on 21 July 2006
The late Peter F. Drucker is the most influential management thinker of the 20th Century. This book was first published in 1955 and consists of five parts plus a proper introduction and conclusion. Drucker, in the Preface, explains that the first aim of this book "is to narrow the gap between what can be done and what is being done, between the leaders in management and the average".
The Introduction - The Nature of Management - consists of three chapters. Within the first chapter Drucker explains that "the manager is the dynamic, life-giving element in every business" and that management "is the organ of society specifically charged with making resources productive, that is, with the responsibility for organized economic advance." In the second chapter Drucker explains that "management is the least known and the least understood of our institutions" and discusses the three functions of management: managing a business, managing managers, and to manage workers and work. The third chapter states that management faces its first test of its competence and its hardest task in the then imminent industrial revolution called `automation'. Drucker does explain that automation is not `technical', but primarily a system of concepts, a concept of the organization of work.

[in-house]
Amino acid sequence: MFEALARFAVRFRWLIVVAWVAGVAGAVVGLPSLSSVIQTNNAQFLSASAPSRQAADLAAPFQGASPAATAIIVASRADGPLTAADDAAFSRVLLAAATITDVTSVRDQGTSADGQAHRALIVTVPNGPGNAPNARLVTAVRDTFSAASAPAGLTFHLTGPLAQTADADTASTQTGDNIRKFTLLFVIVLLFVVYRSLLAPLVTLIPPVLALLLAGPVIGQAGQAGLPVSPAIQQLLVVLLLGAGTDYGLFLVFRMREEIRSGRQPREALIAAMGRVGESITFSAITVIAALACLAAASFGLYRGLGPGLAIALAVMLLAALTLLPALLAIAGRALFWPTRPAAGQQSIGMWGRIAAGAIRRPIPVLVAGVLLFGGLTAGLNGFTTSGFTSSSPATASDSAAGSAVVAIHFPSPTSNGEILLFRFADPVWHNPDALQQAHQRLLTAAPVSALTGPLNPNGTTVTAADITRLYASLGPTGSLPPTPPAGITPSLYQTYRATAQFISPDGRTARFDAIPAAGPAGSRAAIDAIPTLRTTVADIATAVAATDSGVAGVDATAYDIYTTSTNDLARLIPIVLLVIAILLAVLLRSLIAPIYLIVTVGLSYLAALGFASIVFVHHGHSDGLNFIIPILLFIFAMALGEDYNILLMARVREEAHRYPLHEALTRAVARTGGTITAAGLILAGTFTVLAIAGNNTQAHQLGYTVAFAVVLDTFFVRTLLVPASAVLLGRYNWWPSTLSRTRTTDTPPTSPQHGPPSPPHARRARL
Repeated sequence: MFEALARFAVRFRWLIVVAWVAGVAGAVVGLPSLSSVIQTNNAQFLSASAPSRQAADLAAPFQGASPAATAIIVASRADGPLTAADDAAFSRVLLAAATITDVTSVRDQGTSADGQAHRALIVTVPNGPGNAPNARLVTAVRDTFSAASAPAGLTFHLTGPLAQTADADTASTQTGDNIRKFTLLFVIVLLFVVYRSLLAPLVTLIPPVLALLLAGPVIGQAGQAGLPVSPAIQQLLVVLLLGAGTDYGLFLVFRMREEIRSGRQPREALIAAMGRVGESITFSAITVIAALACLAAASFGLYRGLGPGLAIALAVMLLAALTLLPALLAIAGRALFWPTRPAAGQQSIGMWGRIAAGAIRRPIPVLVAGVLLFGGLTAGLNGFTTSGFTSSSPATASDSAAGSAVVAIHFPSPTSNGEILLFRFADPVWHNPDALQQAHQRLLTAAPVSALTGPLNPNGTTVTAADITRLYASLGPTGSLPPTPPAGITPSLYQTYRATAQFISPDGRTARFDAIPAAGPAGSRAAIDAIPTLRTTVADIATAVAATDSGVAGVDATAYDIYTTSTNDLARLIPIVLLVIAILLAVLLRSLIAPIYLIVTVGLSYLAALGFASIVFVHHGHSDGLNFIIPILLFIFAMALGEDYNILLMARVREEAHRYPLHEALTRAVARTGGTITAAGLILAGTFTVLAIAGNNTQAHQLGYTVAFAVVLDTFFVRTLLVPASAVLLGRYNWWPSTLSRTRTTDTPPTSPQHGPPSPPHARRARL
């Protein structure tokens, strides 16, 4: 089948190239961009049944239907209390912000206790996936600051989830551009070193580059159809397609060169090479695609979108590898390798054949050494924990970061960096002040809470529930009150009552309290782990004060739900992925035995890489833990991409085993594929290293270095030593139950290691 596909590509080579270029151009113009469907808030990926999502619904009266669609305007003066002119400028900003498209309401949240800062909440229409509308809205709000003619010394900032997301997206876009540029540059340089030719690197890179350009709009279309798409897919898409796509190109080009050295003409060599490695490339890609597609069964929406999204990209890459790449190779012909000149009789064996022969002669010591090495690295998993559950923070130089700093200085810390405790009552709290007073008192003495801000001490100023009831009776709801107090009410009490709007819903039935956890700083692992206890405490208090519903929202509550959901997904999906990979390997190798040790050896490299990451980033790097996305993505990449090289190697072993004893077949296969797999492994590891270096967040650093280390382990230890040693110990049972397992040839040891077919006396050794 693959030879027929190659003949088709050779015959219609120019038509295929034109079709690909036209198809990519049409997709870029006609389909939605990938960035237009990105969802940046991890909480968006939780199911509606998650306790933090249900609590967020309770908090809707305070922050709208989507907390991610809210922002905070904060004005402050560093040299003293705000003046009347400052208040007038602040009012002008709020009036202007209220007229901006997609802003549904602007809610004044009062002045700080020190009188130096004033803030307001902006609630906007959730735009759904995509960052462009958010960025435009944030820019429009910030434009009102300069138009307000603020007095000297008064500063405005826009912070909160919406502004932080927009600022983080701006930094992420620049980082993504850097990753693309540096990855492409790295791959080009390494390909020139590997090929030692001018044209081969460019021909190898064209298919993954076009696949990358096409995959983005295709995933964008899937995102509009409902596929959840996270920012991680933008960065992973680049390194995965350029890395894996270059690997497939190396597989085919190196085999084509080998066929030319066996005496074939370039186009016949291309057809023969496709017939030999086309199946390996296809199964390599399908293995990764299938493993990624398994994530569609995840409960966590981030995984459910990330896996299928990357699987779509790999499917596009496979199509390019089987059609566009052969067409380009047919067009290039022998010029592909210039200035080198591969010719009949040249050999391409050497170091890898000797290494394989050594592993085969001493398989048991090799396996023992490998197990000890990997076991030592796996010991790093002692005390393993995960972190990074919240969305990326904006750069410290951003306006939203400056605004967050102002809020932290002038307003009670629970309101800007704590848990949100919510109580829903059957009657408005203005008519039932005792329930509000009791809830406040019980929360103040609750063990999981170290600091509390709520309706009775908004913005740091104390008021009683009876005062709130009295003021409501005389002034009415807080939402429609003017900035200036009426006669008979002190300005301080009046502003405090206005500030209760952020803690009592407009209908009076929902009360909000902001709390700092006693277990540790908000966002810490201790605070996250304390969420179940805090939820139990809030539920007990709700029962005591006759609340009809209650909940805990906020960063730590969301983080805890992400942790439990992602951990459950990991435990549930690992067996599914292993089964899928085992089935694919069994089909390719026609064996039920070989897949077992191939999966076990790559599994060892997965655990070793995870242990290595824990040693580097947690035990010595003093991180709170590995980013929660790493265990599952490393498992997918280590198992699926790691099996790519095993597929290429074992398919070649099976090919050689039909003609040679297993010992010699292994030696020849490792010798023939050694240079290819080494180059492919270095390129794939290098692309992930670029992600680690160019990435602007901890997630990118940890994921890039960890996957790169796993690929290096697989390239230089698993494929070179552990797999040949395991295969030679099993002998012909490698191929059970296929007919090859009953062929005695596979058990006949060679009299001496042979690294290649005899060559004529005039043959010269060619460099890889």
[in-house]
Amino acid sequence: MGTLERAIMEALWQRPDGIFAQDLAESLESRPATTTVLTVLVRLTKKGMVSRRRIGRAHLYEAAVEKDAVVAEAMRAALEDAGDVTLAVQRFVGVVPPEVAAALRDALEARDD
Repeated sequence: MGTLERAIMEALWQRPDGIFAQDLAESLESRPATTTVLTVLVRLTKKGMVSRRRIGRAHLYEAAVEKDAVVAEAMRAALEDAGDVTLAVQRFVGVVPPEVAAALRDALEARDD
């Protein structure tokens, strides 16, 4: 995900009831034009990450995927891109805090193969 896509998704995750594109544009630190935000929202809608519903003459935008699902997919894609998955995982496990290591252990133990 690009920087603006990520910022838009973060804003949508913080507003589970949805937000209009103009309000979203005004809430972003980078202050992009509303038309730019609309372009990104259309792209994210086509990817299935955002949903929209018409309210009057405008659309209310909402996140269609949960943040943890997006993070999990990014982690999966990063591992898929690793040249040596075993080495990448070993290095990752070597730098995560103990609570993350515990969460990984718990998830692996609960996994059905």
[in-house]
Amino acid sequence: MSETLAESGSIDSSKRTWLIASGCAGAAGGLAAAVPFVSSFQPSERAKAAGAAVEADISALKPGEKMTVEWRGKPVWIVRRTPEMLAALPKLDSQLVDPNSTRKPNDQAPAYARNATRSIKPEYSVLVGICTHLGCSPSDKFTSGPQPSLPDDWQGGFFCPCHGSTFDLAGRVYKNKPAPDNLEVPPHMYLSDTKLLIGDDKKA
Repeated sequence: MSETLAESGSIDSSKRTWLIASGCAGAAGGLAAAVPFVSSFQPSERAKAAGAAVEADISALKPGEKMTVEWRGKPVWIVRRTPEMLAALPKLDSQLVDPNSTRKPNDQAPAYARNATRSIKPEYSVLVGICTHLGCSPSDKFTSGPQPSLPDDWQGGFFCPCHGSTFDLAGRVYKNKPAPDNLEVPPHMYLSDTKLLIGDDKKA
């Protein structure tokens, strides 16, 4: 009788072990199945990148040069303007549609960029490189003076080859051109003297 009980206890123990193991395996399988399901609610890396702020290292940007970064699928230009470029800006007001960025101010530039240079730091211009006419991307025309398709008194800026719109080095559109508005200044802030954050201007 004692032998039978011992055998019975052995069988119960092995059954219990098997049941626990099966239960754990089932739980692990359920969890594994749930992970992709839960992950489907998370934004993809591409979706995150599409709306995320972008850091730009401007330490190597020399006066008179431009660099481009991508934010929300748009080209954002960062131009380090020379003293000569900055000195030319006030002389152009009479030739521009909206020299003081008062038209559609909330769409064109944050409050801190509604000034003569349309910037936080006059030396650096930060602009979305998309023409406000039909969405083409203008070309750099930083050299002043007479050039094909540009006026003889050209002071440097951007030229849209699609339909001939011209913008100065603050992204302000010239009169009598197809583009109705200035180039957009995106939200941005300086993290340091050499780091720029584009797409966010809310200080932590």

The first of six chapters within Part I - Managing a Business - uses the Sears, Roebuck & Company as an illustration of what business is and what managing it means. Based upon this illustration, Drucker concludes in Chapter 5 that "there is only one valid definition of business: to create a customer. ... It is the customer who determines what a business is." Chapter 6 introduces Drucker's most famous question: "What is our business - and what should it be?" This does look relatively simple, but it is not simple to answer and the author provides guidance. In the next chapter the objectives of a business are discussed: "Objectives are needed in every area where performance and results directly and vitally affect the survival and prosperity of the business." Chapter 8 discusses the tools that management needs to take make decisions today for the result of tomorrow. But no matter how sound the business economics, how careful the analysis, how good the tools, managing a business always comes back to the human element. This is the subject of Chapter 9, which deals with the principles of production.